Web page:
There’s another college here in California called Deep Springs College. It’s a two-year school – that is, it doesn’t offer a bachelor’s degree. It has what we would call an AA or associate of arts degree, or associate arts degree I guess it’s called. In any case, it’s a two-year program. However, there are only 10 to 15 people admitted or allowed to study there each year. It’s also a college just for men. The students work on the school’s ranch at least 20 hours per week. A “ranch” (ranch) is a large area of land used for raising cattle – cows for example.

There’s another school, Alice Lloyd College in Kentucky, which is in the southeastern part of the U.S., that requires students to work at least 10 hours a week and, in exchange, they receive free tuition. So this is one way that colleges – these colleges are able to give free tuition. We should also point out that they are usually rather small colleges.

Berea College, which is also in the State of Kentucky, also gives no-tuition education for students who work at least 10 hours per week on campus. This is possible because they have a large endowment. An “endowment” (endowment) is money that a university gets and invests in something, and they use the money from their investments, the interest they earn on that money, for a particular purpose. Cooper Union in New York City also has a large endowment, and that allows it to give students a no-tuition education in art, architecture, and engineering.

Another engineering college is Olin College of Engineering in Massachusetts. Massachusetts is in the northeastern part of the United States. They are giving free tuition to their students, but they expect a lot back from the students. They expect students to go out and work and then give money back to the college, as well as to other places. They emphasize “philanthropy,” which is when you donate your time and money to projects or causes that you believe in.

Some schools offer a no-tuition education just to their first “class” of students, that is, the first group of students who start and finish their education at a particular school or university at the same time. So when we talk about a “class,” usually we identify the class with the year that a person graduates or finishes school. So when I went to high school I graduated way back in 1981; I could say I’m from the class of ‘81 or the class of 1981. Thirty years ago, wow, I am old! Anyway, the school that did this one example would be the University of California in Irvine. Irvine is a suburb, you could call it, of Los Angeles; it’s actually south of Los Angeles in what’s called Orange Country. The Irvine School of Law, when it first opened – the first year it opened did not charge tuition to its first class of students. This was probably a way of the university – the college getting good students. It was a way of recruiting, that is, of getting them to come there by not offering tuition during their first year – not charging tuition during their first year. Actually, it was for their first two or three years. It was to the first class, the first group to go through the college. The Central Florida College of Medicine – Florida is in the southeastern U.S. – did a similar thing for the first class that went through their school, what we would call the “inaugural class.”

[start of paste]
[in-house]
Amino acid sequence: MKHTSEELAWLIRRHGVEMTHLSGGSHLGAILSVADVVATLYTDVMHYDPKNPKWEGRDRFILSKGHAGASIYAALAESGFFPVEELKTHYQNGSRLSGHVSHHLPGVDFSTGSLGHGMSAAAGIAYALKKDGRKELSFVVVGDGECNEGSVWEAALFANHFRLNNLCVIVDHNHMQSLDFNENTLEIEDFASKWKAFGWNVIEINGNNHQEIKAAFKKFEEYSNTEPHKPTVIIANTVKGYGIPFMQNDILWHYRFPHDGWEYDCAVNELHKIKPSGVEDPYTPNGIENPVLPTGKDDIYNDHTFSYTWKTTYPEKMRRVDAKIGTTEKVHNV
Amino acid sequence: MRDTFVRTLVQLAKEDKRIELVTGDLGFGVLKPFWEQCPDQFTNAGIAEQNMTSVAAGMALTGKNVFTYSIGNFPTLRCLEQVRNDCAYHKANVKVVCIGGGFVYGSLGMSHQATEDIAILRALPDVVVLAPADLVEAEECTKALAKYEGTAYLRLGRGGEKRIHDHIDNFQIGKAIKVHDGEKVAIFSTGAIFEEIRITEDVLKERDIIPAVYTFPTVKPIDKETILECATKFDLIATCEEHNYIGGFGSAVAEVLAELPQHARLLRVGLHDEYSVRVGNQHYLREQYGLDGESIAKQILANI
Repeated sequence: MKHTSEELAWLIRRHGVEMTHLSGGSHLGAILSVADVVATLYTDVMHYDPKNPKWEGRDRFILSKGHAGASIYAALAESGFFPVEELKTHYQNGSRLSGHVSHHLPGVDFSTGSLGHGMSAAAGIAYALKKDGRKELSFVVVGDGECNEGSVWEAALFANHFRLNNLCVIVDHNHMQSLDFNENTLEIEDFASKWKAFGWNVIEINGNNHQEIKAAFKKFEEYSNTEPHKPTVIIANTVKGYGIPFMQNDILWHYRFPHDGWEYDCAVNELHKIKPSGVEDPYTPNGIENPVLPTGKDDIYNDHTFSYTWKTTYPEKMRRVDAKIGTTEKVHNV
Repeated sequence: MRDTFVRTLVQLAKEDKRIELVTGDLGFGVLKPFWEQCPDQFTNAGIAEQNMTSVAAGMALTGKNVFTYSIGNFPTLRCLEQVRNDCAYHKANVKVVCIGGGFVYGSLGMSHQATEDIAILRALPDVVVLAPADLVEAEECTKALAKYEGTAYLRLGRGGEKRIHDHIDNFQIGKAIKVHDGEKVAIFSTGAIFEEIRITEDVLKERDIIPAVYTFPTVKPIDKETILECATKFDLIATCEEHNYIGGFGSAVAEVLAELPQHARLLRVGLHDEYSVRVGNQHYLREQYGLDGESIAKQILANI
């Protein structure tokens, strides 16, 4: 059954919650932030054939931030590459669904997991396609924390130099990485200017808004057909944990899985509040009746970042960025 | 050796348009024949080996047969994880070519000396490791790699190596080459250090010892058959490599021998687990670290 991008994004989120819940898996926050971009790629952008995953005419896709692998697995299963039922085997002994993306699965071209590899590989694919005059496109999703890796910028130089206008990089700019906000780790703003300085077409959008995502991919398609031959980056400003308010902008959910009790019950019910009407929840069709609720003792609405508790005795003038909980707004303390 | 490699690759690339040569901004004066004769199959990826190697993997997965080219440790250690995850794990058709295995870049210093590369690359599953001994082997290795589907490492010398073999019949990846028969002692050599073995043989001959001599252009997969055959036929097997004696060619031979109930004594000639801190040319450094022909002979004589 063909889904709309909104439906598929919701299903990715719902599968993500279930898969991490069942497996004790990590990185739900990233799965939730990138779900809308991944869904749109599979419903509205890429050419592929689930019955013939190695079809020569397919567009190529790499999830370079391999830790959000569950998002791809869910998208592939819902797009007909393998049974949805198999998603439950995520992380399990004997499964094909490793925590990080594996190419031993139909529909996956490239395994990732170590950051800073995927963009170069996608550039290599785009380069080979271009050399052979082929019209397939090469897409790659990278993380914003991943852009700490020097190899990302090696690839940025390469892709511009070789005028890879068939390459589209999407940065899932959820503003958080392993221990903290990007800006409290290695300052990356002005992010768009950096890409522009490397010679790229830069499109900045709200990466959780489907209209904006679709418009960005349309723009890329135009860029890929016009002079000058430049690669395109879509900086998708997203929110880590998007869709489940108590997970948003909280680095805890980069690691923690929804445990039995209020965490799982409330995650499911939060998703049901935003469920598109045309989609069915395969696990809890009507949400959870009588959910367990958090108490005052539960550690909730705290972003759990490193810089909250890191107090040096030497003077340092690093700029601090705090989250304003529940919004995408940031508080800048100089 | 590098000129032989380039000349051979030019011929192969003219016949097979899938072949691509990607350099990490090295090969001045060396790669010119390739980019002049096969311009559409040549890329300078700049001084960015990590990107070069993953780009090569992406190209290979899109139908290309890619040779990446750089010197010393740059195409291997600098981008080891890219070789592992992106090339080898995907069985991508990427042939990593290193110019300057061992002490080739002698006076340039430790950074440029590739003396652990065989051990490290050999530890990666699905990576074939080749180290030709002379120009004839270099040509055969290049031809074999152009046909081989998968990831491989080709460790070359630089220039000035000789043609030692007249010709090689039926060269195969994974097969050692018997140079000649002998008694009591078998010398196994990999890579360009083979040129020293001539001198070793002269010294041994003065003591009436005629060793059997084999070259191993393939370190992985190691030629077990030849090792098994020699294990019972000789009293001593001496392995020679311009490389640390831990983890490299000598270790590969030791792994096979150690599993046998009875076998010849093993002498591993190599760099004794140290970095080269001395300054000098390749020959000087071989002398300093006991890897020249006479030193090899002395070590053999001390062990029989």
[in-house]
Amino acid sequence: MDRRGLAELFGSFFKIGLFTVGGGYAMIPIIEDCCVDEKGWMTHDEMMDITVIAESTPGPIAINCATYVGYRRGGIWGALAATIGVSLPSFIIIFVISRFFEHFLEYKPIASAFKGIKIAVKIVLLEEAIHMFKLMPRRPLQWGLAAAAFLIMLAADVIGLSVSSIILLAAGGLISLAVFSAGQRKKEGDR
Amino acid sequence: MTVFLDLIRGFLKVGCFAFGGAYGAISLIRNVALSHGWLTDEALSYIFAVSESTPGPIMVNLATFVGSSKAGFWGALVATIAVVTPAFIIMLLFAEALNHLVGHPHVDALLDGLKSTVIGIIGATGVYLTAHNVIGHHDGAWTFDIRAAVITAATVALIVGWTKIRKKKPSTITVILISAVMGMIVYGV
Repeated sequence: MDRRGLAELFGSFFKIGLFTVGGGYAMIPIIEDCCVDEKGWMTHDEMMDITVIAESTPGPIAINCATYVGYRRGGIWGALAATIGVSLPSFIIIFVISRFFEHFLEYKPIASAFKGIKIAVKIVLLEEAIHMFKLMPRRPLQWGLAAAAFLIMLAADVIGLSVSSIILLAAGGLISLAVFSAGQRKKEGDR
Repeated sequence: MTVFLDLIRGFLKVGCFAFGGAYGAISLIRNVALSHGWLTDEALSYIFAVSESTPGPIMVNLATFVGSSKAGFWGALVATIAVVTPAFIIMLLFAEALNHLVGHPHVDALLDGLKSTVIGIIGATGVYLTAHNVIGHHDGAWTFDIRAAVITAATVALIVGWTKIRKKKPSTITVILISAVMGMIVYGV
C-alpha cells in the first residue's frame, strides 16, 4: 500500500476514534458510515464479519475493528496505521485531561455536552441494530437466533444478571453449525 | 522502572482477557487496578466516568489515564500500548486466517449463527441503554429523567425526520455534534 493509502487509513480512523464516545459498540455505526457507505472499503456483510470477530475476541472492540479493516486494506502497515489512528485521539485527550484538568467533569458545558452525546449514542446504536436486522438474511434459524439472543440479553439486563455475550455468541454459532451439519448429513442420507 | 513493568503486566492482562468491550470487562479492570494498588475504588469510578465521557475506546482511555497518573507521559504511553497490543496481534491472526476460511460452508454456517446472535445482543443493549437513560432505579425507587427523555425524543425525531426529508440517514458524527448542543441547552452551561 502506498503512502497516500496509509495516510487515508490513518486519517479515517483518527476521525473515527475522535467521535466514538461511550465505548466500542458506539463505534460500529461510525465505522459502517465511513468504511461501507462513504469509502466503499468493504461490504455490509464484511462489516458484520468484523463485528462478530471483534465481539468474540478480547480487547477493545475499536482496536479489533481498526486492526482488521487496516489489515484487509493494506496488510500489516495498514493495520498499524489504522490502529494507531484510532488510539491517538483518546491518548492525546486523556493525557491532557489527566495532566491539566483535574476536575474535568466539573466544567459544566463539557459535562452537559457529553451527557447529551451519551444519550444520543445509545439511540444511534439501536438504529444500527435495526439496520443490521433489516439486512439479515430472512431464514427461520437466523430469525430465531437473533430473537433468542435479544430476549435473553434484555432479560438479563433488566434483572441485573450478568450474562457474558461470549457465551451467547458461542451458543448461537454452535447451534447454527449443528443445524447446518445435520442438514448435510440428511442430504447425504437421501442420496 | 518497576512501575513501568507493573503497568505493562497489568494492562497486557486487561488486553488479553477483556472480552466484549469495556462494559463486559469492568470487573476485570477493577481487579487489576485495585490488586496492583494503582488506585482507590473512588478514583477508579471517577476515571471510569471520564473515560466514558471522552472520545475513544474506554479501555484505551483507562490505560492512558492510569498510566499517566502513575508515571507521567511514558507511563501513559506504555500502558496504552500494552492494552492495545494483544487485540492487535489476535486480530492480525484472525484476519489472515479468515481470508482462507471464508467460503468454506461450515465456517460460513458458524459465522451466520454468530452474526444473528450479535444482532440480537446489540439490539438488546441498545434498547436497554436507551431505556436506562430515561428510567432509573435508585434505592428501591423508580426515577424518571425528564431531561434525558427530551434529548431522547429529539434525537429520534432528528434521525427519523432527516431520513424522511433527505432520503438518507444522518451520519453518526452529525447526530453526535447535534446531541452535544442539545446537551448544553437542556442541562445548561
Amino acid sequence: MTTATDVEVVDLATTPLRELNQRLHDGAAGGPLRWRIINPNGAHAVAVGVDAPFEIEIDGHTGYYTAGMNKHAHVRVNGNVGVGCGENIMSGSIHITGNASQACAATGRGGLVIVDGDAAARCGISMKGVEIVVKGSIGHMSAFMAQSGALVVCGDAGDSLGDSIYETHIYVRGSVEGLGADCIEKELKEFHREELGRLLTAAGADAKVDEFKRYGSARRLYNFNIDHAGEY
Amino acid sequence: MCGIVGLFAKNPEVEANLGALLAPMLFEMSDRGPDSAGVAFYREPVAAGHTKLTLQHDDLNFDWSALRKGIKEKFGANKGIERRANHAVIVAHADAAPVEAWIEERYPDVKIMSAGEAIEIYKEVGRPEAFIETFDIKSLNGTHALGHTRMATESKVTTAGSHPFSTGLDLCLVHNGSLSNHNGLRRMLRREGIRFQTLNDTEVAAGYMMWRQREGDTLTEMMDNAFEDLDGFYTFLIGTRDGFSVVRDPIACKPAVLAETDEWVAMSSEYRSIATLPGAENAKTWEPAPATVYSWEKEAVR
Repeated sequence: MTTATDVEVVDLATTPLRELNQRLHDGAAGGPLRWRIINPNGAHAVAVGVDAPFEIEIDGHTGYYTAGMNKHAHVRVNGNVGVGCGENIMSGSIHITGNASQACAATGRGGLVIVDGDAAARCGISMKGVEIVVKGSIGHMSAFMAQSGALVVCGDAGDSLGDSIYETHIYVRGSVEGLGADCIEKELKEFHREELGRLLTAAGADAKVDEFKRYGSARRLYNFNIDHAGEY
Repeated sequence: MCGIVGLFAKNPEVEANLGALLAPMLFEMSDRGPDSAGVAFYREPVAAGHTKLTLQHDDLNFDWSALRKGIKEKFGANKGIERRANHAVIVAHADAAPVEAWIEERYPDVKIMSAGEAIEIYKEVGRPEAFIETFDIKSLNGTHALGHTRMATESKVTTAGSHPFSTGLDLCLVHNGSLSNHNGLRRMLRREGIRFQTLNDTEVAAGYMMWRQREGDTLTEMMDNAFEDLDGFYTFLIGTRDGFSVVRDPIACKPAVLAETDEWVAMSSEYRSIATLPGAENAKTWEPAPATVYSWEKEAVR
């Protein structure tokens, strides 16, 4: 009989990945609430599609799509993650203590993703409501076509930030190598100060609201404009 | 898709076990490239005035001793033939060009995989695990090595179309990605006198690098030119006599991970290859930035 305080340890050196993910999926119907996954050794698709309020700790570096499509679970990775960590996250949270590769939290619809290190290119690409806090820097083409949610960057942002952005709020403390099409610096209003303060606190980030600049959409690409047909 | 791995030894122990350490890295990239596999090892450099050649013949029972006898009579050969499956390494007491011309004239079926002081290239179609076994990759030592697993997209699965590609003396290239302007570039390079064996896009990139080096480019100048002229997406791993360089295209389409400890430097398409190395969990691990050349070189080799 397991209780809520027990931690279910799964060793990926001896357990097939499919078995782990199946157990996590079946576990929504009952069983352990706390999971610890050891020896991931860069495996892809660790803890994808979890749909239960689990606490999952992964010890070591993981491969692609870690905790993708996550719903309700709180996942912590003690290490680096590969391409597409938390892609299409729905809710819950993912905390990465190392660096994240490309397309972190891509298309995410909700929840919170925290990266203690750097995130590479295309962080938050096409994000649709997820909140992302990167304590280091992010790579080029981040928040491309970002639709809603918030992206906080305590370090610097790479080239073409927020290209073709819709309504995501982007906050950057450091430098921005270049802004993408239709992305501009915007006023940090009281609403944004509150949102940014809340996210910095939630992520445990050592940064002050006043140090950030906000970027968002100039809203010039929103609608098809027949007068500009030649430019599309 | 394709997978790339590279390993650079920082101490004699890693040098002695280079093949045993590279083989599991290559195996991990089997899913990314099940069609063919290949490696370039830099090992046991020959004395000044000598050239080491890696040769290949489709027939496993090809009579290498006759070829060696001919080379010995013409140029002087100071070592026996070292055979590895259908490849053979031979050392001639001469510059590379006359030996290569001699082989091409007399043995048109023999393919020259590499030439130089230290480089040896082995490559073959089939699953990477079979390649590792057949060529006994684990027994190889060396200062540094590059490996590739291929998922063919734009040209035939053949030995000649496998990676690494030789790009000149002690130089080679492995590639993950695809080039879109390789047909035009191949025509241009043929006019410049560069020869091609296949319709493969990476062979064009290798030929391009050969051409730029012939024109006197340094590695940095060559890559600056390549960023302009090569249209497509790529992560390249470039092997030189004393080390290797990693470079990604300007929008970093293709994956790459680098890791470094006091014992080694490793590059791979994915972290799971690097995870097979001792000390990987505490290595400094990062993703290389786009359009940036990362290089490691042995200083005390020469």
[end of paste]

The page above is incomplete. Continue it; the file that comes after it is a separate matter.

Finally, there’s the Curtis Institute of Music, which is a very well respected institution that allows students to study for free; it even lends them a piano, it’s a music college. Students, in order to pay for their education, perform in more than 100 concerts for the public each year.

These no-tuition programs, you can imagine, are very “competitive,” meaning they’re very hard to get into, because many students apply – they try to get in there. And now, when we are recording this episode when the economy is not doing so well, they’re even more competitive. So those are some interesting examples of university life here, where students do not have to pay any money to study. Unfortunately, I had to pay money for all of my colleges, though I was lucky to get some scholarships. When the university gives you money to study there, that’s called a “scholarship.”

Now let’s turn to our next topic, which is the Sacco-Vanzetti Trial. A “trial” (trial) is the legal process where someone is brought before a judge and a group of people called a “jury” in court so they can determine whether or not this person broke the law – whether they did something wrong.

The Sacco-Vanzetti Trial refers to a trial – actually two trials – in the 1920s. It was one of the most famous cases in the 20s and 30s, in the early 20th century of the United States. I remember hearing about it when I was a child, although it took place many years before I was born. The Sacco-Vanzetti Trial was a trial of two Italian immigrants, Ferdinando Nicola Sacco and Bartolomeo Vanzetti. They were two immigrants who were accused of murder – of killing someone.